Denver Bar Association
September 2005
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Family Conflict, High Emotions and Money

by Hon. Jean Stewart
Denver Probate Court

Editor’s Note: DBA President Chris Little has decided not to write his own column each month. Rather, he believes it is important to recognize how hard our judges work, in spite of budget cuts and lack of funding. Several judges from the various courts will write about their daily experiences and challenges. The DBA membership is urged to support the independence of the judiciary. Chris Little hopes these articles will provide information about our judges’ dedication to the Bench.

Hon. Jean Stewart
In the spring of 1995, I was winding up my private practice and preparing to assume my duties as presiding judge of the Denver Probate Court. I imagined I would spend my days immersed in meaningful analysis of the Doctrine of Worthier Title; that maybe I would be the probate judge who would finally unravel the intricacies of the Rule Against Perpetuities in lucid and riveting opinions.

Now, a decade later, I recognize that the realities of my judicial life are remarkably different than anticipated. The case load, as in all courts, is overwhelming and relentless. Particularly here, where our volume depends on Denver’s citizens growing old, going insane, or dying, our inventory is constantly replenished. Budgets are small and shrinking, employees are overworked and too often feel under-appreciated, and the entire atmosphere surrounding "public service" can be unexpectedly toxic.

But, there is no more interesting or varied judicial assignment in Denver than mine. My days can often be too full and too long, but the work is never boring. Our cases vary widely, touching every aspect of human life from birth to death, and are replete with family conflict, high emotions, and all the drama money adds to already complex relationships. Spirited litigation over wills is our bread and butter, but every case turns on unique facts, circumstances and family dynamics.

Even estates without wills provide fascinating legal and factual issues: we have common law spouses appearing out of the blue, unanticipated heirs demanding DNA tests, allegations of purloined assets, murder and intrigue enough to satisfy anyone’s taste for mystery and complex legal analysis. It isn’t the Rule in Shelley’s Case, but it’s endlessly interesting and dynamic.

Families that fight over the distributions of estates almost invariably have a long history of festering animosities that are given renewed life in the context of litigation. These conflicts aren’t always interesting; sometimes they’re just pathological. Some people, entire families in fact, have thrived for years on the conflict itself and so work at cross purposes with us to try to bring it to an end. I need to identify these cases and manage them appropriately. Mediation can be a welcomed resolution in many cases, and every year I become more aggressive about mandating it and spend more time searching for that "golden moment" when mediation would offer the biggest payoff.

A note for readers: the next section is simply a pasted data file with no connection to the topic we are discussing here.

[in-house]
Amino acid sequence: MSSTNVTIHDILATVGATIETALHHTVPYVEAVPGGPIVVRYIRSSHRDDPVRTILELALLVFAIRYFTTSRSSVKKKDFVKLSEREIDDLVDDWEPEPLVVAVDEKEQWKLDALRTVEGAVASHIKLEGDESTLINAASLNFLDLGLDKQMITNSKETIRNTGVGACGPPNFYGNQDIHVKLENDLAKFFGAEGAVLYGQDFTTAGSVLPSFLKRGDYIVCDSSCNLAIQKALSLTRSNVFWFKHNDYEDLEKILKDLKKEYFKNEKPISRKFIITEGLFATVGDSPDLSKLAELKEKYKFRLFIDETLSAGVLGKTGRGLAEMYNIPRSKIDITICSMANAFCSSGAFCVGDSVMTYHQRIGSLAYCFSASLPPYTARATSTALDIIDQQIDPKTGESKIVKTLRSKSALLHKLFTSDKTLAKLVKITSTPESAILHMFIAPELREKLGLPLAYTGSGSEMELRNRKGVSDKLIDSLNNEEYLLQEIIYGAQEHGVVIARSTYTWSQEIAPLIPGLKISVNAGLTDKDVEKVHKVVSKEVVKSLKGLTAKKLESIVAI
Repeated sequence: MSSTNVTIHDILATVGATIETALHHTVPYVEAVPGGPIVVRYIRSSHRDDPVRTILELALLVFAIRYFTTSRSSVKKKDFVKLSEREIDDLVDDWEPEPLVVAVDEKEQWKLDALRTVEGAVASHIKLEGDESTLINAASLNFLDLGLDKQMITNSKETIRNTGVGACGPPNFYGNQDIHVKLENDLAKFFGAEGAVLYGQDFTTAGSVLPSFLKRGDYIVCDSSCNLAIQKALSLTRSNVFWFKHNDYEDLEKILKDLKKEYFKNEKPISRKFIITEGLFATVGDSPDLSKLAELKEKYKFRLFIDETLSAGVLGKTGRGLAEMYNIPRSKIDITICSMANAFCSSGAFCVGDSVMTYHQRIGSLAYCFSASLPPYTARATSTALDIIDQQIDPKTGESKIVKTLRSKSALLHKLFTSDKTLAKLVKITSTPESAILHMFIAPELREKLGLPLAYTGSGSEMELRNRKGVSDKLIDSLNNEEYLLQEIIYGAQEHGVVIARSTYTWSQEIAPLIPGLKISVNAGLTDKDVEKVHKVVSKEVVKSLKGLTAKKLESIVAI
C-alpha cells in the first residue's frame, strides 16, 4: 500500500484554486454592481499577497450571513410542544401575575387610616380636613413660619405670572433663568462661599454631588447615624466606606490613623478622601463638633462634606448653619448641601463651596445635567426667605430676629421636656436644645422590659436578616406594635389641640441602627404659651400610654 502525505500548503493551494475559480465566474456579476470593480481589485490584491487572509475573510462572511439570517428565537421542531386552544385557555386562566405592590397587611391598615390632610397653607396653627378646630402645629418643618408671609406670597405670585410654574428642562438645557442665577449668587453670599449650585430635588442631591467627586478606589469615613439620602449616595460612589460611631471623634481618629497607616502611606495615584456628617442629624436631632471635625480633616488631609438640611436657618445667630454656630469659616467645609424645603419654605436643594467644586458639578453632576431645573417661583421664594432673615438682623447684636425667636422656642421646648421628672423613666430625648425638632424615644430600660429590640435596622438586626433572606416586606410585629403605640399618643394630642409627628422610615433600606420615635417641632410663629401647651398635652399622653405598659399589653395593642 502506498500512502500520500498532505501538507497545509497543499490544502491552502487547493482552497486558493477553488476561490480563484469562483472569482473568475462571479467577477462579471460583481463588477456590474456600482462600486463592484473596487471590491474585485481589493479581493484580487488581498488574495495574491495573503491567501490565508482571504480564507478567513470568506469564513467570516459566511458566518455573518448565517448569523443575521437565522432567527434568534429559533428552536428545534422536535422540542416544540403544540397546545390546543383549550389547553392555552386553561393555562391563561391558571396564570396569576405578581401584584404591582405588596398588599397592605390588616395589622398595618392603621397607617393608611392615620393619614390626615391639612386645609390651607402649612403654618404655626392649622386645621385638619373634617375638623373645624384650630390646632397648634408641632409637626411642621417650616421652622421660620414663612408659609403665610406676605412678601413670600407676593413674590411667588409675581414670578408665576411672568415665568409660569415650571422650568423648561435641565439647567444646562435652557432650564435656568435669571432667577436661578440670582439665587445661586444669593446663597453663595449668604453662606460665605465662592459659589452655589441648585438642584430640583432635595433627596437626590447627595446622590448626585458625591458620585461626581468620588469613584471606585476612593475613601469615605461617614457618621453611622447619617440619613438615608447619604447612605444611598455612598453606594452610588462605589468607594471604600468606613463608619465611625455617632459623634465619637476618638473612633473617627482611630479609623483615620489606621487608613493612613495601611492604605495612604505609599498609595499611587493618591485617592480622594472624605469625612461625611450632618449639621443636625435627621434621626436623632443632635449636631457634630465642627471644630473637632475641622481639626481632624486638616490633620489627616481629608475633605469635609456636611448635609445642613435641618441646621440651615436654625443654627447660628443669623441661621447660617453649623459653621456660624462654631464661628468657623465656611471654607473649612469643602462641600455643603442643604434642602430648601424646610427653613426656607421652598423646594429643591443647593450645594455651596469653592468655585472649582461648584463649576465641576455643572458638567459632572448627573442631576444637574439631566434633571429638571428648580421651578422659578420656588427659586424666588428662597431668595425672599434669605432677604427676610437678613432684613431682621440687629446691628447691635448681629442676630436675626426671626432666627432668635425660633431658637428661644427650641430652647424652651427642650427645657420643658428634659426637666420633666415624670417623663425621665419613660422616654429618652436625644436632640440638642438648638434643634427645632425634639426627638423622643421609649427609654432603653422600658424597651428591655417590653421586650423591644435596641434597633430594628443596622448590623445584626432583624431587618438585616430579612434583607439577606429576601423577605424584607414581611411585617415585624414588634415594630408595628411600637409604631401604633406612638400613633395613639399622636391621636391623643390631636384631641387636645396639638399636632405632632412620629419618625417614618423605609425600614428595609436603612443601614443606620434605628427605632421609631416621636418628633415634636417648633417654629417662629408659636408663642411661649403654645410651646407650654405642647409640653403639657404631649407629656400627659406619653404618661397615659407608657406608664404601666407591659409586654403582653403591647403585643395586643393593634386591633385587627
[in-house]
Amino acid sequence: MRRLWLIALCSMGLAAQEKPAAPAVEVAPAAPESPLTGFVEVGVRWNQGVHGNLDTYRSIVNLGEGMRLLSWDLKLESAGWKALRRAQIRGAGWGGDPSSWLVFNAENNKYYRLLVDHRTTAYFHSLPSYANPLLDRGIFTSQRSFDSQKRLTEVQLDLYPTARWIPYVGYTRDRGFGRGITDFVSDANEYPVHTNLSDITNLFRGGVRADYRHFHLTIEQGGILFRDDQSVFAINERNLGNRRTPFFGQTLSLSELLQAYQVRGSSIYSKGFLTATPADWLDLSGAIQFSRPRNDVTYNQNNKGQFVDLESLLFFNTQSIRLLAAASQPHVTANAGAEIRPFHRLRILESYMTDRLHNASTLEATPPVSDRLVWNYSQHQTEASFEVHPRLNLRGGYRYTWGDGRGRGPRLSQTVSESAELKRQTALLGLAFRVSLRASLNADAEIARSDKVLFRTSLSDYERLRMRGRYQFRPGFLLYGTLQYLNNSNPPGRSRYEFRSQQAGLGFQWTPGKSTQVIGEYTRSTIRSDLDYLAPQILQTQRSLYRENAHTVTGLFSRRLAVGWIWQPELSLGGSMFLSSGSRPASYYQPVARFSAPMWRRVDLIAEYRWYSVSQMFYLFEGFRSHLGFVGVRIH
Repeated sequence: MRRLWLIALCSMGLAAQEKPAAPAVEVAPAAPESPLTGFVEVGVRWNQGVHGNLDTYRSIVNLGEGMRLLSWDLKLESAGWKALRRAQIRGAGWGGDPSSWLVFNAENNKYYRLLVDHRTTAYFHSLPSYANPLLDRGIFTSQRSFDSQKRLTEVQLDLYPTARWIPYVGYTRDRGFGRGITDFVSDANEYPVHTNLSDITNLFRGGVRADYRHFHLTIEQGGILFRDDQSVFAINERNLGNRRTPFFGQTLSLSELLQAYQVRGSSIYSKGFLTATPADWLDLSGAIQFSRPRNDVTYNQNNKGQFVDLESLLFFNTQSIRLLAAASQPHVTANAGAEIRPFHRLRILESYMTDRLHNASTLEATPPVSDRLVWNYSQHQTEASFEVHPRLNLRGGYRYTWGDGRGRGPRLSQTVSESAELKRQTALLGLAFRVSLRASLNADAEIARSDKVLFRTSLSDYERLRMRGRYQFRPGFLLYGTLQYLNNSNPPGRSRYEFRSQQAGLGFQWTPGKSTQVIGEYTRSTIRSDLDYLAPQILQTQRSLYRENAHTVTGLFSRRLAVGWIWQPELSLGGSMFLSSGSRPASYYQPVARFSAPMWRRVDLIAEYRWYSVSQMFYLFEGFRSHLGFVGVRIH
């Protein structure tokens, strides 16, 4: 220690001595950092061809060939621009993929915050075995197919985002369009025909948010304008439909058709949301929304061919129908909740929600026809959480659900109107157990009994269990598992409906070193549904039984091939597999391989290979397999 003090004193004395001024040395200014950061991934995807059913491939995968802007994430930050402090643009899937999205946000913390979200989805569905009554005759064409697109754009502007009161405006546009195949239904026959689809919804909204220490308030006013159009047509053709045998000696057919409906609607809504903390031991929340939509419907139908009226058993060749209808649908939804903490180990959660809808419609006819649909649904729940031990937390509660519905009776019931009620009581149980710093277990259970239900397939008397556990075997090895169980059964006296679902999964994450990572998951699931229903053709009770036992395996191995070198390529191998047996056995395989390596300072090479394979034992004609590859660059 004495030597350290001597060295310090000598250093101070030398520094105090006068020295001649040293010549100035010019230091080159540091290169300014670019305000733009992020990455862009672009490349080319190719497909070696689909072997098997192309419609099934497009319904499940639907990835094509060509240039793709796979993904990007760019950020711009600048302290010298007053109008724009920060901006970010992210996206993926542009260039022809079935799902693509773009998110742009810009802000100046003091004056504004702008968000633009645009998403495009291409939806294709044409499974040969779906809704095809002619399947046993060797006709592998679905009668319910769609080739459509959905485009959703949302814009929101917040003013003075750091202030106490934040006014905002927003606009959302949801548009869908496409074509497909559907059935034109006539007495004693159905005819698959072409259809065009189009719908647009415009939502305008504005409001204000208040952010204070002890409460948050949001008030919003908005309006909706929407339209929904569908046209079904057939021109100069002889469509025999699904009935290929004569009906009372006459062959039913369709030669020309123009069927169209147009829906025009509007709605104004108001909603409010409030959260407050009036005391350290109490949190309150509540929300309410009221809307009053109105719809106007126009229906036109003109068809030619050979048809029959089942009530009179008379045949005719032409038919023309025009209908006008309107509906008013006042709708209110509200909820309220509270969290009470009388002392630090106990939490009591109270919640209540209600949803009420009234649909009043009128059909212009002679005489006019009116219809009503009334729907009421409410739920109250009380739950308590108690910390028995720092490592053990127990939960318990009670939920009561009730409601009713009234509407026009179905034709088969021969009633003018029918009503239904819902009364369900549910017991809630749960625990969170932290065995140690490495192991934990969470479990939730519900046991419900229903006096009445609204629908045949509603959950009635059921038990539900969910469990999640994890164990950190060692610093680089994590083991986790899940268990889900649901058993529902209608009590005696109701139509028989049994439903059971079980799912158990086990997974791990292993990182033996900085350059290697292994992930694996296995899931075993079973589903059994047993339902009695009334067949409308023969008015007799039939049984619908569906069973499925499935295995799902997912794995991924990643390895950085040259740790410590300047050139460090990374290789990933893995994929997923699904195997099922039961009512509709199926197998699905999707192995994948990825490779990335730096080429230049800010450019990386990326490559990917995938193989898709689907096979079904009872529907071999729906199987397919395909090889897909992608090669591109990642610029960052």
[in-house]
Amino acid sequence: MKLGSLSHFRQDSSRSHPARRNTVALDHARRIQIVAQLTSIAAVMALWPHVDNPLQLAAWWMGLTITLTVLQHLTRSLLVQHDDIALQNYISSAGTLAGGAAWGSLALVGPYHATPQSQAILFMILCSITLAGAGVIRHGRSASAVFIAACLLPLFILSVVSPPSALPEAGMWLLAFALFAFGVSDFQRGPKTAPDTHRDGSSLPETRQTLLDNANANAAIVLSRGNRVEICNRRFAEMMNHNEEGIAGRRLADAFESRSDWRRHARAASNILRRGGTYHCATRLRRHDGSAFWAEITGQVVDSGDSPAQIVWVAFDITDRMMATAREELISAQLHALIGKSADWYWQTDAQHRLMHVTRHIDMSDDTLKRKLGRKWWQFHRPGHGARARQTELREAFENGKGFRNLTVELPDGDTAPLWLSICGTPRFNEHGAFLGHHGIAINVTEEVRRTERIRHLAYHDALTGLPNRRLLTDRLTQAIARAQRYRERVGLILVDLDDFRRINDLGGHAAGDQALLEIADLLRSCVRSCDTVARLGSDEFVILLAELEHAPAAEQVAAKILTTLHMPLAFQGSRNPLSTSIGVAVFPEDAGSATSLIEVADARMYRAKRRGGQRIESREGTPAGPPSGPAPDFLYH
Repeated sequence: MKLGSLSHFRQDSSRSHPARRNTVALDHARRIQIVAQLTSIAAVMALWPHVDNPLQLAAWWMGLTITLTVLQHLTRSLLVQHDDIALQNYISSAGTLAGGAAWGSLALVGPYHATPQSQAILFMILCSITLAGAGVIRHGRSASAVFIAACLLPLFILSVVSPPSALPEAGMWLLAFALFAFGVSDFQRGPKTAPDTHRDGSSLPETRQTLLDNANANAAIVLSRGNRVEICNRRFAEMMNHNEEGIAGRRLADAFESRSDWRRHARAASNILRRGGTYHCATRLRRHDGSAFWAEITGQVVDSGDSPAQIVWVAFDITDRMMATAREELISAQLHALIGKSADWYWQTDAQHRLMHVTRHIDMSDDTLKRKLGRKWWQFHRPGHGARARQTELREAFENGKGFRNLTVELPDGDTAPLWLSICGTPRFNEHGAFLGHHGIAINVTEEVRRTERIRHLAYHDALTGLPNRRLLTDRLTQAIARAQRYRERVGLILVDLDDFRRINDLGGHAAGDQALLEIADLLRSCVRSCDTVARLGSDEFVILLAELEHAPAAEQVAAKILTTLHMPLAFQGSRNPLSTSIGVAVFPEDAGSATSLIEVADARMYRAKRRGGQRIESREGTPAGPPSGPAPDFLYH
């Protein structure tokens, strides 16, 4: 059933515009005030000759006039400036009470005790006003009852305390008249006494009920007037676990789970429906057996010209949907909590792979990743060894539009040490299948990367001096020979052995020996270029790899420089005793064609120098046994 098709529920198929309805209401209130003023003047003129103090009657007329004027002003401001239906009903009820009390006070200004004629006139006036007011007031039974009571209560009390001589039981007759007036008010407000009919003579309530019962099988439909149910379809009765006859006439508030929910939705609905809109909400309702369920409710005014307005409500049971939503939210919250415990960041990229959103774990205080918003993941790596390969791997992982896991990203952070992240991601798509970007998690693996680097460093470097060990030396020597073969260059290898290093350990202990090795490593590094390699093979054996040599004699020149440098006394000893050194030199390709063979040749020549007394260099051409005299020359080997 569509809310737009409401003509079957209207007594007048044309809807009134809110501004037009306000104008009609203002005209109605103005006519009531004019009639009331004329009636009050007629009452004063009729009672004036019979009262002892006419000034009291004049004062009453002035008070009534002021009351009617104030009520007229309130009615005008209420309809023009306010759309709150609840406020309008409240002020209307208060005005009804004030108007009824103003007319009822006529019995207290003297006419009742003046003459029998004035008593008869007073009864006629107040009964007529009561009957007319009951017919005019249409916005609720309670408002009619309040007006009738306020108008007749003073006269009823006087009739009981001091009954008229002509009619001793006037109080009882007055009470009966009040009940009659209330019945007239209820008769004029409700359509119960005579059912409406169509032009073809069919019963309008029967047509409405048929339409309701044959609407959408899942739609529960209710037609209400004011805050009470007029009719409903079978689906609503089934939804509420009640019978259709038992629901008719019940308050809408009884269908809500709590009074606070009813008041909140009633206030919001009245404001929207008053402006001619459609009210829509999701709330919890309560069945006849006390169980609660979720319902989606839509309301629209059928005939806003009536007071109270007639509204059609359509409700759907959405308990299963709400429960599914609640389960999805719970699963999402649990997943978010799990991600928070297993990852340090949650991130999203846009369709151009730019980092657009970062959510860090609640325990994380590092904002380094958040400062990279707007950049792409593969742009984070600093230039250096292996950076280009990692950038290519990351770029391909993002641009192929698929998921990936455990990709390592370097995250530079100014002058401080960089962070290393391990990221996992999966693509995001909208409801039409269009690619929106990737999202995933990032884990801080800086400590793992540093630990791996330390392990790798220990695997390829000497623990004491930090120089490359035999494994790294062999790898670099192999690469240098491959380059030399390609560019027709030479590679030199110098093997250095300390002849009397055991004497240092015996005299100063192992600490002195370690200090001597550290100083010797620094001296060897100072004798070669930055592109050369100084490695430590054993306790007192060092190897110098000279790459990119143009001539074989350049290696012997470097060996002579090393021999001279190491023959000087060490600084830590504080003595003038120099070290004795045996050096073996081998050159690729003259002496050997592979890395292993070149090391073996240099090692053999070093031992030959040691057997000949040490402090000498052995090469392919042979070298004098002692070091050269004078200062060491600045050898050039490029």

Not all of my work concerns distributions of estates at death. I also hear all Denver cases involving people who are allegedly afflicted by legal disability, which includes babies abandoned or left in the care of a grandparent, victims of debilitating diseases like Alzheimer’s, or accidents (motorcycles and head injuries are a common tragedy). Then there are the few who people who simply disappear, leaving behind financial and legal affairs that need tending. We offer a variety of remedies, including guardianships and conservatorships, court-settled trusts, single transactions, and other protective devises that create another layer of work for us, sometimes lasting many years, and for which the legislature provides nary a penny in staff support.

We also handle protective proceedings, where we approve and supervise personal injury settlements for minors and incapacitated persons, which range from medical malpractice to dog bites and, again, thrust us into long-term relationships with some of these families.

Unfortunately, all fiduciary relationships can give rise to fraud, abuse and then litigation. Removal and surcharge proceedings abound, and family tensions can erupt into warfare.

The Denver Probate Court is also home to 1,250 new mental health cases every year. Mentally ill citizens certified for involuntary treatment can request a hearing, demand a jury, and insist that the trial commence within ten days. A treating psychiatrist can request involuntary medications, including electro-convulsive therapy, and also demand a hearing within 10 days. The time limits arising from the mental health statutes create a "universe within a universe" here, leaving us breathless.

We’ve worked hard over the last decade to modernize the Denver Probate Court. My goal is to develop a Courtroom 21-type court within the next decade. Circumstances have compelled us to make some of the changes. In 2003, we lost funding for a court reporter and replaced her with a digital tape deck that never needs to stretch or take a bathroom break. This was an opportunity to make lemonade out of lemons — I could hold hearings during recesses in trials!

On July 1, 2003, we mandated electronic filing in response to the massive budget cut, offering us countless efficiencies. Every day, paper becomes less significant in our routine work. Our reputation has brought us new issues, however: requests for speeches, presentations, information and visits to hear about or view our electronic revolution. Recently, the Japan Federation of Bar Associations came to the United States to gather ideas about modern judicial practices, spent part of the day with us and grilled me with insightful questions — all in a day in the life. …

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